Saturday, October 19, 2013

CRITTERS (1986)

When I was young, I loved this film more than ice cream and Jesus.  Let's see if 9-year-old me really was an amazing film critic or if it will be another sad RAD-type experience.

SYNOPSIS: The Crites are the galaxy's biggest assholes (besides gypsies and ReTHUGlicans).  They're small, furry, carnivorous aliens who escape their asteroid prison and jettison off to Earth.  So the floating warden of the space-jail must contract two faceless bounty hunters to track them down before/after they wreak all sorts of mayhem.  A small town in Kansas is the first victim.  Among its residents are an all-American family, the daughter dating some New York meatball with a sissymary haircut, the son obsessed with fireworks.  Also, there's a local drunk/handyman named Charlie, too.

WHAT WORKED:
Leading off with the Crite escape/alien stuff was a good call, since after these initial scenes of bombast, we settle into character interaction and the pace is necessarily a whole lot slower.  I also liked the alien FX and the Simon-board colors of the spaceship design.  Groovy!

The bounty hunters are splendidly creepy throughout, especially during the transformation scenes which deliver the film's only real spurts of gore.  


I'm torn between loving that the most and loving the blank lightbulb-faced pre-facelift bounty hunters.  


Even the hair-synth eighties mess that inspires Bounty Hunter #1 to become a delicately-coiffed hunk is pretty enjoyable.  Enjoy!


The Crites!  They don't really get up to speed until 1/3 of the way through the film, but then you are in for serious kicks.  There's really no elaborate backstory to them, but they're certainly cool enough to fill the villain spot in what's essentially a throwback kind of creature feature.  I love that they have their own language, with subtitles.


The ravenous appetite and the poisoned quills are part of the whole Crite ouevre, but an underrated quality that they bring to the table is a devout loutishness.  The Crites really are king-size jerks, as proven when one of them knocks a kid's bike over for no reason...


...or when they vandalize property in an epic fashion and laugh about it...


Their creature design and handling is pretty cool, as we rarely see them in broad daylight or under expansive lighting rigs.  CRITTERS keeps it dark.  It also keeps it dark in terms of the Crites' debut, when they really are a theoretically frightening menace, dashing your fears based on the preceding scenes of family comedy and paranoid drunk comedy.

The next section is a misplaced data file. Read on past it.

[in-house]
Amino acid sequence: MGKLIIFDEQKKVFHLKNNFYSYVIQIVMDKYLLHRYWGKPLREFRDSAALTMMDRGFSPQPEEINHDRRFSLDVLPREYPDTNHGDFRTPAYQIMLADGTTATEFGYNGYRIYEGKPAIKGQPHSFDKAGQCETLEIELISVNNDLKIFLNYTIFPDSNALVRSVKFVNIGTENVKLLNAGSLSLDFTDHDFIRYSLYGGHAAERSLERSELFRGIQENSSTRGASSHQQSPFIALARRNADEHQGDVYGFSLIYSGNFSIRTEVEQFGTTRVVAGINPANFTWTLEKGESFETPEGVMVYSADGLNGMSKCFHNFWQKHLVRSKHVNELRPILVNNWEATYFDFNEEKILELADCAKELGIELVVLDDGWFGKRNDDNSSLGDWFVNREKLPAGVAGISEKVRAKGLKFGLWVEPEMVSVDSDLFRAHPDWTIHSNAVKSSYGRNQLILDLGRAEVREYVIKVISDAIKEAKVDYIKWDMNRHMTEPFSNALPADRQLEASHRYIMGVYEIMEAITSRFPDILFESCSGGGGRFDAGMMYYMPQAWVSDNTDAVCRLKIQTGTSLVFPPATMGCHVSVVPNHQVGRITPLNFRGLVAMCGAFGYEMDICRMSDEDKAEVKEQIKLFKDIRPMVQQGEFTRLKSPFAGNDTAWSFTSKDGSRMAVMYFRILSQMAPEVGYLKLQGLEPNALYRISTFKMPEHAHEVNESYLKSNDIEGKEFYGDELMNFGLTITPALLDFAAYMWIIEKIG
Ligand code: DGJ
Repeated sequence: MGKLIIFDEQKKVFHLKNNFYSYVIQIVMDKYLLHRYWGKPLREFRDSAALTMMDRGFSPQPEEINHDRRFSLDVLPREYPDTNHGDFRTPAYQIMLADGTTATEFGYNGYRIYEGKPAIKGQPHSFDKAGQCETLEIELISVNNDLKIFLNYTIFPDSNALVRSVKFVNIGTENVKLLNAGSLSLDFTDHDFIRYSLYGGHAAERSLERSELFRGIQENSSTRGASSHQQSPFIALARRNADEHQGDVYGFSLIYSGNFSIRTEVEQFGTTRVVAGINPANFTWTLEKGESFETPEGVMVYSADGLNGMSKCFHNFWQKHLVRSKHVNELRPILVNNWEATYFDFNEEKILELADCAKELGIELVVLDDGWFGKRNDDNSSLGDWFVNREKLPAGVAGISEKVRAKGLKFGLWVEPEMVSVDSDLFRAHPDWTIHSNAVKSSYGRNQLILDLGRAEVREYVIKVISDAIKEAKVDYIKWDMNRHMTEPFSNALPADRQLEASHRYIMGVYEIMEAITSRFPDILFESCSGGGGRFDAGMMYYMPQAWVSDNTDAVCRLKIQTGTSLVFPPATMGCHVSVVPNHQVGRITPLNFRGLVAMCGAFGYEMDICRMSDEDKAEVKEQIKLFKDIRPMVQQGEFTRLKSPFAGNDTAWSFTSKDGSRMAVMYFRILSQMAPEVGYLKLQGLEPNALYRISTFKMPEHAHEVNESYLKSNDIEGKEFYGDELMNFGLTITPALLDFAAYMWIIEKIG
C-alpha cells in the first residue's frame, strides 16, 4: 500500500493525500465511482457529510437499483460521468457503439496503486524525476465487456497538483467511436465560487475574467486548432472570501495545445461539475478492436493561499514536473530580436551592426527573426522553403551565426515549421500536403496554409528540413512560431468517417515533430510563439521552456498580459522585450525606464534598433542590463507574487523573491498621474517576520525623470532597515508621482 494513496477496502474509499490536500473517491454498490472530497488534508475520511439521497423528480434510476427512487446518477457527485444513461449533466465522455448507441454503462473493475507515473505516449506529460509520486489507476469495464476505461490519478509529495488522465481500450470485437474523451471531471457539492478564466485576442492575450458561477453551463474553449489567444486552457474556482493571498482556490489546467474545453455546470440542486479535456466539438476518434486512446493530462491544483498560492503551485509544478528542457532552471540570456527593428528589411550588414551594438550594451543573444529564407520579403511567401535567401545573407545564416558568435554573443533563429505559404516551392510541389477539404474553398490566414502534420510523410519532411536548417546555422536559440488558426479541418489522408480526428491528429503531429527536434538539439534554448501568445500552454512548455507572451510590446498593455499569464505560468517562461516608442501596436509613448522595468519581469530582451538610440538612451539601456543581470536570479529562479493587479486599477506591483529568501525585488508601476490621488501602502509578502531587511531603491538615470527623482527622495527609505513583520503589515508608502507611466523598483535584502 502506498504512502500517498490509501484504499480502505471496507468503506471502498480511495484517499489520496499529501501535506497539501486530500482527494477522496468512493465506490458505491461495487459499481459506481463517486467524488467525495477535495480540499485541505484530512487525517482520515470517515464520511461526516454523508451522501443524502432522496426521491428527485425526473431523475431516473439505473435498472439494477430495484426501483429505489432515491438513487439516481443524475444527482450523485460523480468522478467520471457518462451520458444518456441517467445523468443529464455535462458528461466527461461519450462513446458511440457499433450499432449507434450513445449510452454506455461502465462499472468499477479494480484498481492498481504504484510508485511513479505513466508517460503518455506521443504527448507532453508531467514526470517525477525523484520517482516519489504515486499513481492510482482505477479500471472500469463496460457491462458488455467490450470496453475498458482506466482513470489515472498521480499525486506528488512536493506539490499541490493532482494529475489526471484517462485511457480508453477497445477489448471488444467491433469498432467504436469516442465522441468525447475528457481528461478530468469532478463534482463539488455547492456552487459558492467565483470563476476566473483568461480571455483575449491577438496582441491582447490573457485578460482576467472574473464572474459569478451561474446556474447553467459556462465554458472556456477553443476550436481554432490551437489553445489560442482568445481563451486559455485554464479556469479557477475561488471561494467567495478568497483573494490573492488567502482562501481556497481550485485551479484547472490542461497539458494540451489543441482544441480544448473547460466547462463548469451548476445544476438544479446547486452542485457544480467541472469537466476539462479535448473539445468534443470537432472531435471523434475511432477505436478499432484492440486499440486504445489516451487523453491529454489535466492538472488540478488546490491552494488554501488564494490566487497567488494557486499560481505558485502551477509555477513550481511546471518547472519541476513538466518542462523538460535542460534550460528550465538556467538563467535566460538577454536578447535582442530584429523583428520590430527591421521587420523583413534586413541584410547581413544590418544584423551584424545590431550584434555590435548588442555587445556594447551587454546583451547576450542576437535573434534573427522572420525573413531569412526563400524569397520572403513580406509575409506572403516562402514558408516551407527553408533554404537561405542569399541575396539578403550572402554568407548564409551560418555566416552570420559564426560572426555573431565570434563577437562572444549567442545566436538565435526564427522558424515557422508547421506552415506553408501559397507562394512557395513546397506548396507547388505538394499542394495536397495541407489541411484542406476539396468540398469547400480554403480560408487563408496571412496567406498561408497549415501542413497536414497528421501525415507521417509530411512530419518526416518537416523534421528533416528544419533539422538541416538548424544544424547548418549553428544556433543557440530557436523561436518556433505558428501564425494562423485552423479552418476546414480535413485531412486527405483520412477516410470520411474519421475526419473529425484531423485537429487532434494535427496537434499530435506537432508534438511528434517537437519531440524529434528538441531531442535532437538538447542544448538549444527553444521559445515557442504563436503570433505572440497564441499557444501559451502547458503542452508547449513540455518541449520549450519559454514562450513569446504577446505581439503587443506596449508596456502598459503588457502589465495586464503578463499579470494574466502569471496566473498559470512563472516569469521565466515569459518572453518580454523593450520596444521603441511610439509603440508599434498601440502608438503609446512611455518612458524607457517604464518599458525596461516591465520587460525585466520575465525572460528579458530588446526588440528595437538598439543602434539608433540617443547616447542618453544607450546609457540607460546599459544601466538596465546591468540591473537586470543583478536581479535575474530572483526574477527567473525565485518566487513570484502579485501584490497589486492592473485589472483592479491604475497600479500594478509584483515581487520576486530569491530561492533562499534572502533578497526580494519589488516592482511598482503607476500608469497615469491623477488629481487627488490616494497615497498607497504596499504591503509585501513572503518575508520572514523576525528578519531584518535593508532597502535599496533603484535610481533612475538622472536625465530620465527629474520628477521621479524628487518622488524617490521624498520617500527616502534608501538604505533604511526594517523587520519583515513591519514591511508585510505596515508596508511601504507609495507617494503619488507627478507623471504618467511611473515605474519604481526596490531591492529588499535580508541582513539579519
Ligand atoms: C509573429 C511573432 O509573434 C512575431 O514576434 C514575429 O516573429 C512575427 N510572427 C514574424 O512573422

Good actors.  I wouldn't say that CRITTERS is a magnificent or especially enterprising script—it's no more or less than a creature-y B-fest—but utilizing solid actors like Lin Shaye and Dee Wallace elevates the material.  CRITTERS also includes good work from relative newbies Scott Grimes and Don Opper.  I remembered Opper's Charlie as being way more Forrest Gumpy, but he's essentially just a sad-sack small town drunk here (well, half the time) and he nails it.  None of the performances raised my ire and I was also mighty impressed by the deft editing in, for example, the bar scene—lots of masterful cutting back and forth between shots and careful composition.  


WHAT DIDN'T WORK:
Like I seriously just said, CRITTERS doesn't aim for the aeries of art.  It's a blend of 50s monster flicks with a Spielberg-esque 80s family feel.  So, while it doesn't make any serious mistakes, it doesn't exactly take any big chances either.  The Spielberg thing seems particularly objectionable in the sugary soundtrack, which is really my only bitch with CRITTERS.


Some of the comedy might not work for younger viewers, who can't be arsed to learn who Paul McCartney is, much less recognize parodies of GHOSTBUSTERS...

...or slick nods to Dee Wallace's other, lesser films...


As for me, none of the comedy seemed uproarious or anything, but it also didn't agitate me the way that poorly-planned comedy often does.  It was just very Branson-y and inoffensive as an opening act to the headlining Critter mayhem.  So, yeah!  CRITTERS is pretty much what I suspected it would be, not a classic, but also pretty fun and worthwhile.  I'm sure I saw the sequels at some point, but that was a long time ago, so I'm hopeful and apprehensive about what's coming...

RATING: 6

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